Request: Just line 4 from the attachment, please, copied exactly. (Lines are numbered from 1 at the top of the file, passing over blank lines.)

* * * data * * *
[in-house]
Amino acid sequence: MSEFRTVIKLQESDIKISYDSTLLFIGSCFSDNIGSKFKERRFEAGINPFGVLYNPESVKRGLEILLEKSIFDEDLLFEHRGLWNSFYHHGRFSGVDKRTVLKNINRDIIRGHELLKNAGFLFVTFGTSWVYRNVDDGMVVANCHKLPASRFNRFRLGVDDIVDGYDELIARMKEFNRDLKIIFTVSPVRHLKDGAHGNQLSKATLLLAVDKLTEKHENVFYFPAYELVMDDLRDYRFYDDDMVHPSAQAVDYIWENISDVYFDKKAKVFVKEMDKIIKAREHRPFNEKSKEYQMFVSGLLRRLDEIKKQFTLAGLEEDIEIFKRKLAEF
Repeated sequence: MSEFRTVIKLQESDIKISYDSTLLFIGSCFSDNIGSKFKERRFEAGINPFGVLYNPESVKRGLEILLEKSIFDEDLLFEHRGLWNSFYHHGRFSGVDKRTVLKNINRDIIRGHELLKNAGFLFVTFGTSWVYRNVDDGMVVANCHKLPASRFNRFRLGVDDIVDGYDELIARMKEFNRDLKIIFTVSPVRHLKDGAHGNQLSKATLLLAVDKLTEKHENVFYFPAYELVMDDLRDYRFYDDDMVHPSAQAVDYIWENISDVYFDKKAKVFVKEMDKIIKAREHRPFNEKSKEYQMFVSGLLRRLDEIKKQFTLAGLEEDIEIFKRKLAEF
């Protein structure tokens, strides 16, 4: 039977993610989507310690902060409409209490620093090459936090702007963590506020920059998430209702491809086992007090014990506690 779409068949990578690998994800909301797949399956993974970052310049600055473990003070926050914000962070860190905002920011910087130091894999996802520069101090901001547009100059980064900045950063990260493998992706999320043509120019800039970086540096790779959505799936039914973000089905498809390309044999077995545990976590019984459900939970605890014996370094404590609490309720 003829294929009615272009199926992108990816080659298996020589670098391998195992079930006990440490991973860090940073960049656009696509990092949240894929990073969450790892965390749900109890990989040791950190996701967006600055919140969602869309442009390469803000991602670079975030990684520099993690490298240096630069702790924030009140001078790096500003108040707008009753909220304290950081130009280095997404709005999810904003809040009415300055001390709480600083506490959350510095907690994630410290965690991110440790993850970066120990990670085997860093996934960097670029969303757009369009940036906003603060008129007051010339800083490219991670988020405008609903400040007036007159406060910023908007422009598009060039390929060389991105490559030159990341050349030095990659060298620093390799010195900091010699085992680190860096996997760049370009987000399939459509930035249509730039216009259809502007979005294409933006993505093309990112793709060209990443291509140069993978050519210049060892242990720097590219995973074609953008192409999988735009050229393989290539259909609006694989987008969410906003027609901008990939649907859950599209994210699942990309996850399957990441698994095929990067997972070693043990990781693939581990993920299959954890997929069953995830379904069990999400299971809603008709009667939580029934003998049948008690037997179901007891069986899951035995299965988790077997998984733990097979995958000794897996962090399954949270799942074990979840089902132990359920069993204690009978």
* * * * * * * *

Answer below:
């Protein structure tokens, strides 16, 4: 039977993610989507310690902060409409209490620093090459936090702007963590506020920059998430209702491809086992007090014990506690 779409068949990578690998994800909301797949399956993974970052310049600055473990003070926050914000962070860190905002920011910087130091894999996802520069101090901001547009100059980064900045950063990260493998992706999320043509120019800039970086540096790779959505799936039914973000089905498809390309044999077995545990976590019984459900939970605890014996370094404590609490309720 003829294929009615272009199926992108990816080659298996020589670098391998195992079930006990440490991973860090940073960049656009696509990092949240894929990073969450790892965390749900109890990989040791950190996701967006600055919140969602869309442009390469803000991602670079975030990684520099993690490298240096630069702790924030009140001078790096500003108040707008009753909220304290950081130009280095997404709005999810904003809040009415300055001390709480600083506490959350510095907690994630410290965690991110440790993850970066120990990670085997860093996934960097670029969303757009369009940036906003603060008129007051010339800083490219991670988020405008609903400040007036007159406060910023908007422009598009060039390929060389991105490559030159990341050349030095990659060298620093390799010195900091010699085992680190860096996997760049370009987000399939459509930035249509730039216009259809502007979005294409933006993505093309990112793709060209990443291509140069993978050519210049060892242990720097590219995973074609953008192409999988735009050229393989290539259909609006694989987008969410906003027609901008990939649907859950599209994210699942990309996850399957990441698994095929990067997972070693043990990781693939581990993920299959954890997929069953995830379904069990999400299971809603008709009667939580029934003998049948008690037997179901007891069986899951035995299965988790077997998984733990097979995958000794897996962090399954949270799942074990979840089902132990359920069993204690009978």